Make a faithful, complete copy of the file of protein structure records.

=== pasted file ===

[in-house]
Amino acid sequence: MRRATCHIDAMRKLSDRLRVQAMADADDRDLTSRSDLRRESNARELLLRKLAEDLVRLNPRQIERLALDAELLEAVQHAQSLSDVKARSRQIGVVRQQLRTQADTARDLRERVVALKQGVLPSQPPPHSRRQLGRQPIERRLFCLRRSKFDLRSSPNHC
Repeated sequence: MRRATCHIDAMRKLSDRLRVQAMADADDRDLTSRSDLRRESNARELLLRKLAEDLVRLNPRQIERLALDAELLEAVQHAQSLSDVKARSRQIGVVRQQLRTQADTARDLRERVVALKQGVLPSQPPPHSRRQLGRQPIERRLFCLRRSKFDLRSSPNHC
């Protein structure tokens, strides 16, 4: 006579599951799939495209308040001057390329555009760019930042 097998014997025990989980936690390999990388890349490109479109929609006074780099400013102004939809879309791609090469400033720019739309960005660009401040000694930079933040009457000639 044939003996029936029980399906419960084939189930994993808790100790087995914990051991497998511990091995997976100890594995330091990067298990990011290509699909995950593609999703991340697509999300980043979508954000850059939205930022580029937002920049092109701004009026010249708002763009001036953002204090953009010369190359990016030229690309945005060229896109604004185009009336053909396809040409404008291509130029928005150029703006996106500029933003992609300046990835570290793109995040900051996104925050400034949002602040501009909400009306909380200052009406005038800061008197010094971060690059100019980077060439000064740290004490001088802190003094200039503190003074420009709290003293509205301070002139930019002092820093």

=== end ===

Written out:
[in-house]
Amino acid sequence: MRRATCHIDAMRKLSDRLRVQAMADADDRDLTSRSDLRRESNARELLLRKLAEDLVRLNPRQIERLALDAELLEAVQHAQSLSDVKARSRQIGVVRQQLRTQADTARDLRERVVALKQGVLPSQPPPHSRRQLGRQPIERRLFCLRRSKFDLRSSPNHC
Repeated sequence: MRRATCHIDAMRKLSDRLRVQAMADADDRDLTSRSDLRRESNARELLLRKLAEDLVRLNPRQIERLALDAELLEAVQHAQSLSDVKARSRQIGVVRQQLRTQADTARDLRERVVALKQGVLPSQPPPHSRRQLGRQPIERRLFCLRRSKFDLRSSPNHC
């Protein structure tokens, strides 16, 4: 006579599951799939495209308040001057390329555009760019930042 097998014997025990989980936690390999990388890349490109479109929609006074780099400013102004939809879309791609090469400033720019739309960005660009401040000694930079933040009457000639 044939003996029936029980399906419960084939189930994993808790100790087995914990051991497998511990091995997976100890594995330091990067298990990011290509699909995950593609999703991340697509999300980043979508954000850059939205930022580029937002920049092109701004009026010249708002763009001036953002204090953009010369190359990016030229690309945005060229896109604004185009009336053909396809040409404008291509130029928005150029703006996106500029933003992609300046990835570290793109995040900051996104925050400034949002602040501009909400009306909380200052009406005038800061008197010094971060690059100019980077060439000064740290004490001088802190003094200039503190003074420009709290003293509205301070002139930019002092820093």